Kamhar village does not have household tap connections, but does boast of household level rainwater harvesting. This village has 5 recharge pits and the dugwell has been converted into a sanitary well. Owing to these efforts, now some of their old dugwells and handpumps have been revived as groundwater levels have risen. After extensive digging and bunding, their pond now harvests a lot more rainwater than before, therefore lasting longer. In Samrauli village, every household has its own dugwell, which is now being used as a recharge structure for their rooftop rainwater harvesting. School children no longer walk long distances to get water as their handpump has been revived with rising groundwater levels.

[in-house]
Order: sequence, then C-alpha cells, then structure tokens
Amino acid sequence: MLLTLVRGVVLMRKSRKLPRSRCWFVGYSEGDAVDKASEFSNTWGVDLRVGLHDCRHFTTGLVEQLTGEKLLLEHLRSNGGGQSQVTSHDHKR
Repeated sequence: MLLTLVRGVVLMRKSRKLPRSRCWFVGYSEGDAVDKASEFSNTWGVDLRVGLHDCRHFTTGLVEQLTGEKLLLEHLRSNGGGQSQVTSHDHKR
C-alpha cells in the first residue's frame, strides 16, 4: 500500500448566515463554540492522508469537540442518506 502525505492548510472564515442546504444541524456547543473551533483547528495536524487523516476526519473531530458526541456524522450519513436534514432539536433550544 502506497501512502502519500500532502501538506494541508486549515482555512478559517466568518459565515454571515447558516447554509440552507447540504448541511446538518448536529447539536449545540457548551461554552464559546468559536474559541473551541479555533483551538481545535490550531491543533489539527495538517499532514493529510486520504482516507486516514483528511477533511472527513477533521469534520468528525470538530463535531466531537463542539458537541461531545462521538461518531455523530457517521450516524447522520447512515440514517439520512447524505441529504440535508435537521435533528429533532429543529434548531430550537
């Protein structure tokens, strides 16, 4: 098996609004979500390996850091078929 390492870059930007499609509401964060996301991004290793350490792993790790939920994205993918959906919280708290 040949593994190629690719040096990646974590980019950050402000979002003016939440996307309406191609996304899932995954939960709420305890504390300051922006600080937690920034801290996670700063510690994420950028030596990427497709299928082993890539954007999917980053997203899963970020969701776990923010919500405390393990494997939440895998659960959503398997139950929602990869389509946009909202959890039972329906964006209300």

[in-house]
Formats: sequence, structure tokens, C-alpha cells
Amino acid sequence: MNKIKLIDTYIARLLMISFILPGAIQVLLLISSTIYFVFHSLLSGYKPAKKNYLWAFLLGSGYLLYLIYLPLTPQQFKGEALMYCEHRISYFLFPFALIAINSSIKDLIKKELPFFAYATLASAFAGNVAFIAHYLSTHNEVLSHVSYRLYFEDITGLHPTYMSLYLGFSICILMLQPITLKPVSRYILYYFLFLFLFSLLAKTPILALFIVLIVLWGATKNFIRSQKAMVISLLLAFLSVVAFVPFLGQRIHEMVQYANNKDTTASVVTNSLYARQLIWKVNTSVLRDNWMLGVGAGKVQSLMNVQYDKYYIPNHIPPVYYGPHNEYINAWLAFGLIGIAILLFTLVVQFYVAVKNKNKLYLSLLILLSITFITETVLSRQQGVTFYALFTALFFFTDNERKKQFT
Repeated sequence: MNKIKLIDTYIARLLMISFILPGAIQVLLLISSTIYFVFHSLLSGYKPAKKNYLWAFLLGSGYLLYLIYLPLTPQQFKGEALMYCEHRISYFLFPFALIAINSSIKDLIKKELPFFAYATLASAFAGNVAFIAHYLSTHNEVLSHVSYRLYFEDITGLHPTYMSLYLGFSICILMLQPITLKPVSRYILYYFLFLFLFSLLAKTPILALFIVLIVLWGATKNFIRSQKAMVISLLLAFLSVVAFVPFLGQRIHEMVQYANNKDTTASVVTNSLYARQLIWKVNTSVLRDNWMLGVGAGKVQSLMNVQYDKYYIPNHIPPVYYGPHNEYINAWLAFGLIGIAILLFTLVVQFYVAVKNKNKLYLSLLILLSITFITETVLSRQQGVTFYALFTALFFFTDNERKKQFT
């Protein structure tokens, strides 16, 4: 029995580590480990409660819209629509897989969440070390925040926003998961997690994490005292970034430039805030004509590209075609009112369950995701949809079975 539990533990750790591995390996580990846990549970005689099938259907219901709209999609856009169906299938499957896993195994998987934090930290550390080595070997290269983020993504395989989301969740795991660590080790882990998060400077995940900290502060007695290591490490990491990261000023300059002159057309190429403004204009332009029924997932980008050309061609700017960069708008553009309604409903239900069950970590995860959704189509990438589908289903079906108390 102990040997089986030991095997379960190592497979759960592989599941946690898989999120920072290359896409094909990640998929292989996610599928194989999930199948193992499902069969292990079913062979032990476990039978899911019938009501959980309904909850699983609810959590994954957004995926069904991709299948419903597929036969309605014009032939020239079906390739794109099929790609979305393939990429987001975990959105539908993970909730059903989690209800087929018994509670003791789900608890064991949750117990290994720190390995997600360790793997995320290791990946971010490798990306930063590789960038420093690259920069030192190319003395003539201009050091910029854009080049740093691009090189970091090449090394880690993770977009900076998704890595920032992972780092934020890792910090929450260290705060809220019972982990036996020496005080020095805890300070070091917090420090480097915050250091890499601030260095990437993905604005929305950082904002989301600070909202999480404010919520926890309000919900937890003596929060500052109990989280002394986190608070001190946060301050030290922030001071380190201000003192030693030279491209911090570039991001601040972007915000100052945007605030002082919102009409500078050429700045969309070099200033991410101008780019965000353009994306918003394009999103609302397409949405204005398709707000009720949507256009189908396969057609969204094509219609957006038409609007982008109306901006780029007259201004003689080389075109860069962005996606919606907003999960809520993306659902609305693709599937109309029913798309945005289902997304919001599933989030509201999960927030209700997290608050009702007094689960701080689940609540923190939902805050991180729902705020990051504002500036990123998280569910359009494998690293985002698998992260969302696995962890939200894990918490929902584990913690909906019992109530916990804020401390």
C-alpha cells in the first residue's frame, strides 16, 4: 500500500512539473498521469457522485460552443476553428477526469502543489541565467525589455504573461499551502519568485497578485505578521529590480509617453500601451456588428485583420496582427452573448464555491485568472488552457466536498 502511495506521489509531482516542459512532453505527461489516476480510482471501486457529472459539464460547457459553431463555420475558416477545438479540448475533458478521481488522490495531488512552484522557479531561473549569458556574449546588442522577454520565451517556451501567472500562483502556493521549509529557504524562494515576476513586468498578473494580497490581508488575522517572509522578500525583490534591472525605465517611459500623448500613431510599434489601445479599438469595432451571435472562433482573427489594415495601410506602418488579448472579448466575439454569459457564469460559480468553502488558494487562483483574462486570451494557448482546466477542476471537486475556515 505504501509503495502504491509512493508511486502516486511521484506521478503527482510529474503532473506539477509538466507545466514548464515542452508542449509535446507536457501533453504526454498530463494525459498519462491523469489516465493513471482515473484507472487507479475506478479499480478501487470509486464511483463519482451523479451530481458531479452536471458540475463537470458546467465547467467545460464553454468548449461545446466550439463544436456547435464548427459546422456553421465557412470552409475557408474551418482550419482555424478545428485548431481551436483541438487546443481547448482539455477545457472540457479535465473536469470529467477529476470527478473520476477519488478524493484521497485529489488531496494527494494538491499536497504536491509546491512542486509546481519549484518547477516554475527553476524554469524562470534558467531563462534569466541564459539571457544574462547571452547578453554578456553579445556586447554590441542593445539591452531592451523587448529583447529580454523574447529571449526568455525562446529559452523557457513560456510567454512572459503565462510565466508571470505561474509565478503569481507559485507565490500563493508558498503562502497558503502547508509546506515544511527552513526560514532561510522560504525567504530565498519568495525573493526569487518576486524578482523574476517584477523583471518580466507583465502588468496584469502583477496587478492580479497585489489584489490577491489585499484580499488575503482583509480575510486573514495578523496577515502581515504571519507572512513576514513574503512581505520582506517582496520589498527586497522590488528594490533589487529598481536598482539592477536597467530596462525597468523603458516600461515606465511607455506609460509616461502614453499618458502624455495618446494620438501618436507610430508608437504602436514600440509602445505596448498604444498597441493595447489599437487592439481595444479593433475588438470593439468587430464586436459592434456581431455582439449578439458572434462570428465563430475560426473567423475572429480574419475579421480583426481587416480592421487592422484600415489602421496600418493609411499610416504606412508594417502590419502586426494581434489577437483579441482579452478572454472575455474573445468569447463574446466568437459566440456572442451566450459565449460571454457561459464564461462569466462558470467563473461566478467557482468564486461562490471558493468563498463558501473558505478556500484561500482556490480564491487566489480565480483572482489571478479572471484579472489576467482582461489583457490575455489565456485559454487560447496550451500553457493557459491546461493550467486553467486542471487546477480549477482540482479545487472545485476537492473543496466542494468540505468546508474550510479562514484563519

“With the integrated water resource management approach, we have tried to address problems of sanitation, agriculture and drinking water together” explained Vijay Singh from Parhit, working in the bone-dry Datia district of Bundelkhand. The difference in Parhit’s work is in the fact that instead of beginning with distribution and thinking about source sustainability later, it has struck the problem at its root. It has emphasised more on source sustainability by way of rooftop rainwater harvesting on all concrete buildings, reviving old dugwells and ponds etc. Household level distribution is the next step, only if the villagers desire it.